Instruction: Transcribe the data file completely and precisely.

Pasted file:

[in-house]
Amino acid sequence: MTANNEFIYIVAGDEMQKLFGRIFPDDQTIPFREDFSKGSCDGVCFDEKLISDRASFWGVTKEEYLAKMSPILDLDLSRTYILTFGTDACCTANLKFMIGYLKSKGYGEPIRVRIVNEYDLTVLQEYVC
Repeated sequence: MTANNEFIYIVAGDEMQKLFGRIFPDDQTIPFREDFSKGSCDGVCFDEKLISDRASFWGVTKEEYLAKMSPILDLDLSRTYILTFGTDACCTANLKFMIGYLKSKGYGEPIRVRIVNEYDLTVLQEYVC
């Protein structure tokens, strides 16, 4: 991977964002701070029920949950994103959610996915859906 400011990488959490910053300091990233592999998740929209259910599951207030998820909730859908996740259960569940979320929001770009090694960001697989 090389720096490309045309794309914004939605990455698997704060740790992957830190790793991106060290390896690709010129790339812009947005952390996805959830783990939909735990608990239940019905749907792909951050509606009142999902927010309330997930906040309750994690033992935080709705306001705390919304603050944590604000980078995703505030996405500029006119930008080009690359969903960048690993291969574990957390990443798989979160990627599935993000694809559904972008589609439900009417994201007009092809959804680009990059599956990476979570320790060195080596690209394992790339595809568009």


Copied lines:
[in-house]
Amino acid sequence: MTANNEFIYIVAGDEMQKLFGRIFPDDQTIPFREDFSKGSCDGVCFDEKLISDRASFWGVTKEEYLAKMSPILDLDLSRTYILTFGTDACCTANLKFMIGYLKSKGYGEPIRVRIVNEYDLTVLQEYVC
Repeated sequence: MTANNEFIYIVAGDEMQKLFGRIFPDDQTIPFREDFSKGSCDGVCFDEKLISDRASFWGVTKEEYLAKMSPILDLDLSRTYILTFGTDACCTANLKFMIGYLKSKGYGEPIRVRIVNEYDLTVLQEYVC
């Protein structure tokens, strides 16, 4: 991977964002701070029920949950994103959610996915859906 400011990488959490910053300091990233592999998740929209259910599951207030998820909730859908996740259960569940979320929001770009090694960001697989 090389720096490309045309794309914004939605990455698997704060740790992957830190790793991106060290390896690709010129790339812009947005952390996805959830783990939909735990608990239940019905749907792909951050509606009142999902927010309330997930906040309750994690033992935080709705306001705390919304603050944590604000980078995703505030996405500029006119930008080009690359969903960048690993291969574990957390990443798989979160990627599935993000694809559904972008589609439900009417994201007009092809959804680009990059599956990476979570320790060195080596690209394992790339595809568009």